Wednesday, 27 May 2020

My father's land. Episode 1: hunting

I started writing this series of Posts through conversations with my dad in presence and… That’s how I leave it. Dad, I can’t consult you doubts anymore, may you rest in peace.
Thank you, I have struggled to get back to writing.

My dad didn’t have any ambition in getting out of the village whatsoever. He was close to his parents, he liked hunting (by hand), dominoes and his job. My dad was a doctor.

During the 50s (in the XX century) to be a doctor, with such a respected contract (medical) in a humble village of La Vera region… lived with… certain comfort, being at the same time very highly regarded and respected. (The agents of the authority will assist the Holders of this card, keeping in all cases the due considerations), was written at the bottom of the card of the Official College of Doctors.

The first place my dad went to as a doctor was Yanguas de Soria, and the second Aldeanueva de la Vera (towns in areas of Spain).

In Aldeanueva, he looked for a house downtown, of which we occupied the last floor. It didn’t have “running water”. Every morning, we would bring up pitchers of water for cooking and personal hygiene. During that period, there were people whose job consisted of doing those tasks and there were professions such as the aguador (water carrier), that were very popular at the time.

In front of our house there was a plot that ended in the road, a road that we would call today camino(dirt road) given that it was made of soil. That kind of roads required the job of the now forgotten peones camineros (road workers).

That was one of the biggest issues of the region up until the 70s, communications. The roads, or trails rather, always full of rough paths and not very well taken care of, made the trips slow and uncomfortable. This was the main reason why the isolation of the area and progress took so long in coming.

Dad would wake up early on Sundays. He would wear corduroy pants, a wool sweater, a pair of mountain boots and a hat. Dad always protected his head with a hat. Before leaving the house, he would adjust his worn leather cartridge belt to the hips, checking that he had half a dozen of type 12 cartridges. The night before, he had prepared and loaded up all the cartridges with the press he had inherited from his dad, who lived in the nearby village of Losar de la Vera.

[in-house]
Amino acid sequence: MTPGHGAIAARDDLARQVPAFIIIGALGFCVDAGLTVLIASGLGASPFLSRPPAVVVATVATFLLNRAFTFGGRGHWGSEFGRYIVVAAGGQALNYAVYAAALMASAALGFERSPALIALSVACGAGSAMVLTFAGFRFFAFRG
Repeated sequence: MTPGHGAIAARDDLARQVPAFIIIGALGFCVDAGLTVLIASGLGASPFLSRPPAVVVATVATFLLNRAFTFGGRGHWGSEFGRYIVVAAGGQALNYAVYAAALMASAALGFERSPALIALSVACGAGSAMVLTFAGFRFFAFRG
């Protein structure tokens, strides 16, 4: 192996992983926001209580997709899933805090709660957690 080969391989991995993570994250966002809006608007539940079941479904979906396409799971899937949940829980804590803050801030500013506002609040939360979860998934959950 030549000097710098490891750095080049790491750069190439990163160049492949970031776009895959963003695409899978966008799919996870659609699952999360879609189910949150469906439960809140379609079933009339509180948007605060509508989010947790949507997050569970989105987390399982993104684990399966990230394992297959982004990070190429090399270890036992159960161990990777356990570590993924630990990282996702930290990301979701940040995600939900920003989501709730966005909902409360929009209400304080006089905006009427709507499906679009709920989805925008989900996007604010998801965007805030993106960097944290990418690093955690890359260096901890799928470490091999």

Hunting was quite a craft at the time. It required preparation and knowledge on different matters. It was a blend of professions rather than a hobby.

Once he was ready, he would take his leather pouch, as a bandolier, and checked that he had his wine boot, some bread and meat inside. The only thing left for him to do was to pass by Bartolomé’s farmyard, where he kept Day, his hunting dog.

Day looked like a pointer, but my dad could never quite figure out what his real breed was. A friend from university in Salamanca (I believe my dad told me his name was Julián, also a doctor), left him for my dad to take care of him when Julián was sent to work in Valladolid. Dad received him 4 years before I was born and died when I was 10. Day had just turned 14 when he stopped running after the balls, we would throw at the road for him to take.

Dad actually preferred to go hunting. He wasn’t really bothered if someone went with him every now and then, but he would always tell me: “Carlitos, hunting requires focus and silence. Day and I are enough. We don’t go to the stubbles the same way we would to a romeria…”. He mentioned “stubbles” in a generic way, but he would usually go more around the hollows and small cliffs, the stubbles were way further away from the village.

Dad always hunted a la mano (by hand) as he used to say; al salto (oppressive hunting), as it is said in a more academic way.

He would walk out of the village, go down the trail that bordered the gorge of los Guachos (place name) and usually arrive even further from the junction with the gorge of San Gregorio (place name). Dad always loved walking. I would always tell him that he liked walking more than hunting, to which he replied: “you’re such a joker”, smiling, but never denying what I had said. I never saw him angry for not having caught a prized catch.

There were so many days he would come back home empty-handed, others, however, with a partridge or a rabbit. The feast was when he hunted a hare.
Dad gave a special value to hunting a hare. The thing, though, is that he liked better eating rice with rabbit, but he thought it had much more merit to hunt a hare. Dad was very happy outdoors, in the open, walking and “shooting at   something, when the opportunity arises…”, as he used to say.
What really filled him with happiness, was to be in contact with nature.

Carlos, son of Teófilo

Active Tourism, an eco-awar family enterprise from Extremadura: Conyegar

No comments:

Post a Comment